The Urban Paranormal Eve Dallas?

I wondered why Amazon kept on throwing Servant: The Awakening at me. Then I realized that L.L. Foster is Lori Foster’s pen name for her new adventure into urban paranormal romance genre. Good move to write under a new(ish) name because it certainly is a departure from the usual Foster fair. The setting, tone, and characters are dark, the wit is bounding off the pages as it usually is, and your heroine is so stubborn that it makes you want to strangle her sometimes.

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The plot itself isn’t all that fantastic: Gaby Cody, has a calling from God, sending her into the world with the unique vision of seeing evil for what it truly is. She alone can penetrate the facade of skin and bones and recognize evil at face value. Alone in her vigilante efforts to save the world, she is an extremely odd mix of innocence and world-hardened weariness. At twenty-one, she has the eyes of a warrior and the cynicism that is unparalleled. When a crime attracts the attention of Detective Luther Cross, Gaby’s world is suddenly embroiled in the tangling mess of legalities. 

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Okay, first off, as it appears from above, the plot is no master work. It’s straightforward, with little to no twists. To cap it all off, it’s a very obvious effort to launch a new series. Given all that, I must admit that I did not want to read it when I first came across it. And I also didn’t want to read it when I came across it the second, third, and fourth time either. First, it was the cover. Ironically, Foster has a note on her new L.L. Foster site that states she’s quite happy with the cover. On one hand, I can see that Foster was given the star treatment in the sense that the art department did take time to incorporate Gaby’s likeness into the computer generate model, specifically adding the leather choker that comes into play during a scene between Luther and Gaby. Other than the glaringly large misrepresentation of Gaby possessing cantaloupe-sized breasts when they’re described more in the lines of mosquitoes bite-sized. Another PR ploy that one must overlook…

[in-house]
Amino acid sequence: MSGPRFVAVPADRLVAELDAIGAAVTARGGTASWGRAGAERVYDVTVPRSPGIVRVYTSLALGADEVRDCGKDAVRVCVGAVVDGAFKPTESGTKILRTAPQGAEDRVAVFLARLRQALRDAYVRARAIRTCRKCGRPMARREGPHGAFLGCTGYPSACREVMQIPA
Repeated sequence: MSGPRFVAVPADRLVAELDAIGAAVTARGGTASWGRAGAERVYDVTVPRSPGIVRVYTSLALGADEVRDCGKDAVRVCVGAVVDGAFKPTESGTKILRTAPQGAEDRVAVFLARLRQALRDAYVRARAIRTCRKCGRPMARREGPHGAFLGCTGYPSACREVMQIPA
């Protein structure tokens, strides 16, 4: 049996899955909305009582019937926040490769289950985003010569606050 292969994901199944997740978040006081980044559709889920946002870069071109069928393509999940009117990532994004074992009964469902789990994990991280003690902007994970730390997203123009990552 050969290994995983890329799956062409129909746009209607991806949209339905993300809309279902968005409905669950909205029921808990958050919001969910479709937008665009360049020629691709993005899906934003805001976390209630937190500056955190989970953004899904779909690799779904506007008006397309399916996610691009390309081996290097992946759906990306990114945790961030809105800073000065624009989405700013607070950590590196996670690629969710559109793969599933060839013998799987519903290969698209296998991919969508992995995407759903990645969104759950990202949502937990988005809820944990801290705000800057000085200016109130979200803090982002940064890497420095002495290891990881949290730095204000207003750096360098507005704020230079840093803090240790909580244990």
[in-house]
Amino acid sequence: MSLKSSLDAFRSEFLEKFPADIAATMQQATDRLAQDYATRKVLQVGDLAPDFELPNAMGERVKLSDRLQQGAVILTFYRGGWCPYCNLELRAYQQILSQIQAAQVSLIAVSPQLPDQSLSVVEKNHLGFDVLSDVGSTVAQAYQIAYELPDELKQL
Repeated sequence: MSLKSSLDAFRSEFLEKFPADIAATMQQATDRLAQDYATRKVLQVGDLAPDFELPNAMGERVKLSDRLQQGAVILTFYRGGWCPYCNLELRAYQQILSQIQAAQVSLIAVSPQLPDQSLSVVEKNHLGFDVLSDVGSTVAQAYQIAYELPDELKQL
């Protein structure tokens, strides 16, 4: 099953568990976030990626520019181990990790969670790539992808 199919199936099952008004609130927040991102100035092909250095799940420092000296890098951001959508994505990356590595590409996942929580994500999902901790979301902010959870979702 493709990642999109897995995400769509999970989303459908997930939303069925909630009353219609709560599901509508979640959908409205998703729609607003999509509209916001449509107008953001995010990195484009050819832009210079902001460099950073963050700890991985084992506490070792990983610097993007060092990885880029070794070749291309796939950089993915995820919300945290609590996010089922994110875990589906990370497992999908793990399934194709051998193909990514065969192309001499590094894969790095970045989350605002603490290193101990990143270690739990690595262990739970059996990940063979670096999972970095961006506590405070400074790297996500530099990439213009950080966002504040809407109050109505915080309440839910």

Second reason why I never wanted to pick up the book was the issue of names. I don’t like the name Luther. Don’t have much of a reason other than it doesn’t exactly strike me personally as a hero name that signals strength and all that. But obviously I got over all of that and took a shot in the dark…

Funny how I immediately thought of Eve Dallas when I began reading Gaby’s character. Why? All that surly, snarky, tomboyish behavior. However, there’s a very contradictory innocence that softens Gaby’s character even though she’s got the mouth of a sailor. As a side note, for those who complain about the amount of bad language: I don’t think it’s all that bad as some reviewers on Amazon makes it sound. Perhaps it’s coming from the heroine that makes people cringe. But eh, I can let it go given the urban paranormal genre. Gaby’s innocence provided a few scenes that were a bit lighthearted, given the circumstances. The ones where Gaby is questioning Luther about what she saw brought a smirk to my face. For me, I can’t compare Eve Dallas to Gaby Cody simply because I don’t see enough parallels other than what I mentioned above. Eve is a grown woman and for some reason, the fact that Gaby is so young makes a difference for me. Maybe the largest linking factor to Dallas is that both these series feature the heroine first and the couple second. It threw me off in the reading pattern when I anticipated seeing Luther’s point of view but was not given to me until a good handful of pages later.